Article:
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Military Detention Is No Way to Treat a Child: Abuses in Palestine

The US has a responsibility to challenge the ill treatment of Palestinian children in Israel’s military courts.

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I don’t think I will ever forget sitting beside the mother of a Palestinian boy in an Israeli military court room. She silently wept as she saw her disheveled son in handcuffs being remanded back to prison for more interrogation, after he had been held for three weeks in an Israeli military detention center. Like so many other Palestinian parents whose children are detained by Israeli forces in the occupied West Bank, interrogated without legal counsel, and denied basic due process rights, this mother sat in a room where proceedings are held in a language she couldn’t understand, watching her son from a distance and unable to do anything but weep.

Palestinian children in the occupied West Bank live under military law, whereas Israeli settler children living in the same territory are subject to Israel’s civil and criminal legal system. In the West Bank, at least 500-700 Palestinian children are held in Israeli military detention every year. Many of these children experience physical abuse following arrest. This is a violation of children’s rights and a moral outrage — no child belongs in military detention. We have a responsibility in the US to ask for accountability for human rights abuses, since we provide billions of dollars in military aid to Israel every year.

In the late 1980s I worked in the West Bank at an NGO documenting the impact of military occupation on kids. All sorts of pressures are placed on children living under prolonged Israeli military occupation that affect their health, education and future livelihood. In particular, we must challenge the systematic and widespread ill treatment of children, some as young as 12 years old, in a military court system where children are taken away from their families.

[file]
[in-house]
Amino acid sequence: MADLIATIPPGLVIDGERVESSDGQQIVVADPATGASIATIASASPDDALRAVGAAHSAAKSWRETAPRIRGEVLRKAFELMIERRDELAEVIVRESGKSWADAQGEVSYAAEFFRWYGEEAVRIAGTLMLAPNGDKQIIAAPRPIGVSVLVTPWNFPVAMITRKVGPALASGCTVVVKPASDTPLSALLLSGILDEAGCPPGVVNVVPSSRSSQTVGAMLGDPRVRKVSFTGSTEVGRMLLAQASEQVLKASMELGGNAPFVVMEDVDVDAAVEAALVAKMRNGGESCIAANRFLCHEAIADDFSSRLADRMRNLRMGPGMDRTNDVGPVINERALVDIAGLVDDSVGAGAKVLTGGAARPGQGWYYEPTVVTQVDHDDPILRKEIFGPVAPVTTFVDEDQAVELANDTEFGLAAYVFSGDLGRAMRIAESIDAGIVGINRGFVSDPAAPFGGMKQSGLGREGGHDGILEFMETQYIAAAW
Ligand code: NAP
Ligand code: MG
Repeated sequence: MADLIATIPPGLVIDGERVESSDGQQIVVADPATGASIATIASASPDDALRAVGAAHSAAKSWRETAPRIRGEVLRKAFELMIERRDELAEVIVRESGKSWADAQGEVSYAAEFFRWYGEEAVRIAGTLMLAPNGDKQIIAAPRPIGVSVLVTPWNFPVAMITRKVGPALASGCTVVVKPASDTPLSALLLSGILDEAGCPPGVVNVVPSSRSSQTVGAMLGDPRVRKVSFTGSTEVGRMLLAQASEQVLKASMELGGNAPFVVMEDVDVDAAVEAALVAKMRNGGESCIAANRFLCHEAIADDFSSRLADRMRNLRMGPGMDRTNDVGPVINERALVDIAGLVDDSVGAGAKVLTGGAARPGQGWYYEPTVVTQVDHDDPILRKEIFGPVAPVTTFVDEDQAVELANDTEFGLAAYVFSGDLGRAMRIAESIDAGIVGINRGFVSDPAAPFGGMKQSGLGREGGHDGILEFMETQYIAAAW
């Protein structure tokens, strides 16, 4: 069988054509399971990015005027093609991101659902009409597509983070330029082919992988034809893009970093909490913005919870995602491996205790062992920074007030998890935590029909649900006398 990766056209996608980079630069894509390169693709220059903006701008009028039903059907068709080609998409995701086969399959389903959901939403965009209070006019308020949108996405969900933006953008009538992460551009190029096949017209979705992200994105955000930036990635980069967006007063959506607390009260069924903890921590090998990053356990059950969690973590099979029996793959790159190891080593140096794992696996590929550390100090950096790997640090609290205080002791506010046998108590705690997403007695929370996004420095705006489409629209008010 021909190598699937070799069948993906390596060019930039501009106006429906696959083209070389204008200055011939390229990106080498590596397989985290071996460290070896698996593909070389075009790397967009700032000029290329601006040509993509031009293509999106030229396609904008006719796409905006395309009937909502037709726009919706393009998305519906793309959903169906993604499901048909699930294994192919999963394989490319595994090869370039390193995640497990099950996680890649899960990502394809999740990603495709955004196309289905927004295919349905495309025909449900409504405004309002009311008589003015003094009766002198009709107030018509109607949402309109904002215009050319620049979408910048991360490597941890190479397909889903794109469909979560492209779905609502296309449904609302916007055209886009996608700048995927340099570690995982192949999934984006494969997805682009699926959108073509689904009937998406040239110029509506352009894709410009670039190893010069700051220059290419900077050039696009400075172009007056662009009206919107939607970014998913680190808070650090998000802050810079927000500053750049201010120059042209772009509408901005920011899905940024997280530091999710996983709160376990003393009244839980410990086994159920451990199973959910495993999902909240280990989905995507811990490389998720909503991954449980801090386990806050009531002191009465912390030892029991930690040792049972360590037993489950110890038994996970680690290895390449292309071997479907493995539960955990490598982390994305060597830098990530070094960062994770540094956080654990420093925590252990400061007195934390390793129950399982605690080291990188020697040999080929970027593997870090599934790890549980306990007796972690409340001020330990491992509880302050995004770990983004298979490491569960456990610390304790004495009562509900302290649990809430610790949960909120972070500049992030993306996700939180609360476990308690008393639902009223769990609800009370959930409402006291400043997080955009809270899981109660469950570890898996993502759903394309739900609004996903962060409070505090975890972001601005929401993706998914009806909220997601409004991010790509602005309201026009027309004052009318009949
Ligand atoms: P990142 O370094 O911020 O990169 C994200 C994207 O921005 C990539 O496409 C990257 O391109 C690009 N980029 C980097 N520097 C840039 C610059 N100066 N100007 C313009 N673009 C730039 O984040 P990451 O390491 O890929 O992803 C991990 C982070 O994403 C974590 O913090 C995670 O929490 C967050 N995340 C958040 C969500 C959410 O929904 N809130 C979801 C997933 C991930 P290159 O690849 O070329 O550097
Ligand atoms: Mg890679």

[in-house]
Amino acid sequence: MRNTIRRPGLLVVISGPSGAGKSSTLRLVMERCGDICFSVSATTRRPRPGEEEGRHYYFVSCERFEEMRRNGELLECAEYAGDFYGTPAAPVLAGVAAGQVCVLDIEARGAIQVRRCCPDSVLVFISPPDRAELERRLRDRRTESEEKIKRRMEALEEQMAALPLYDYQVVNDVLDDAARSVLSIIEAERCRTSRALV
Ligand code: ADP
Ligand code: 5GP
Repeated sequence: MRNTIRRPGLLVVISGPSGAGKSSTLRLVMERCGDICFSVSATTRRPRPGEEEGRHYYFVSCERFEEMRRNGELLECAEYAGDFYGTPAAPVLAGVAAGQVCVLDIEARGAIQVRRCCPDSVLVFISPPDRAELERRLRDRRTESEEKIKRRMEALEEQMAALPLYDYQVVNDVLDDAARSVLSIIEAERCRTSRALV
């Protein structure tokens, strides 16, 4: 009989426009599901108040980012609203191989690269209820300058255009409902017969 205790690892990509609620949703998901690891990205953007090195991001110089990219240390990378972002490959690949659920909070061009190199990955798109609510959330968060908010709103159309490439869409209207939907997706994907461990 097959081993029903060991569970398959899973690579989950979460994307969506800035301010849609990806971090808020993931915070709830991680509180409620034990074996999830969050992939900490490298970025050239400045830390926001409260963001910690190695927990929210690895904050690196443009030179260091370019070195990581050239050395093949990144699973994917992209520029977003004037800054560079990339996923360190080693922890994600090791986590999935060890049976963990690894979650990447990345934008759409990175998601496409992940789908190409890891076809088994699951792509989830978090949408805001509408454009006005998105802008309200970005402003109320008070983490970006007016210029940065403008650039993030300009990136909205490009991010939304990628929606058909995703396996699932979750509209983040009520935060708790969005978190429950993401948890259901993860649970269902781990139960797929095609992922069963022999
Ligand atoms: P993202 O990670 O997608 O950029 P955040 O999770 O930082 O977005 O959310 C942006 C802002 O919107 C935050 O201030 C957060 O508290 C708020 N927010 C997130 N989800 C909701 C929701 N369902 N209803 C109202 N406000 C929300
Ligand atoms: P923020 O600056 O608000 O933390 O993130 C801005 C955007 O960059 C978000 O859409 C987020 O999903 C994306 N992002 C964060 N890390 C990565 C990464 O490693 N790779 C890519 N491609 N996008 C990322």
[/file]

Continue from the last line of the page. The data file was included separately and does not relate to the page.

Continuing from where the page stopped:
Some international agencies are speaking out about this abuse, including UNICEF, Human Rights Watch, Amnesty International, and Palestinian and Israeli human rights organizations.

The “Israeli Military Detention: No Way to Treat a Child” campaign, coordinated by the American Friends Service Committee and Defense for Children International – Palestine, is calling on the US Congress to pressure Israeli authorities to end the detention and ill treatment of Palestinian children by Israeli forces.

The US has a key role to play and can begin to take action to end military detention of children. This summer 20 members of the US Congress signed a letter to President Obama urging the appointment of a Special Envoy for Palestinian Children to ensure the US government prioritizes Palestinian children’s rights.

I agree with members of Congress who stated in their letter to the president that, “ignoring the trauma being inflicted on millions of Palestinian children undermines our American values and will ensure the perpetuation of a conflict and occupation we all want to see end peacefully.” The first step is knowing about these abuses. The next step is calling for accountability.

I made a promise to myself not to forget what I witnessed in an Israeli military court room: not the frightened looks of young Palestinians held in military detention, or the tears of a helpless mother as her son was denied the rights that all children, regardless of their ethnicity, should receive. Military detention is no way to treat a child.

Note: Jennifer Bing will be speaking about the human rights violations that Palestinian children face during the “No Way to Treat a Child” conference this Saturday, September 17, in Seattle, and again at 7 p.m. on Monday, September 19, in Portland.

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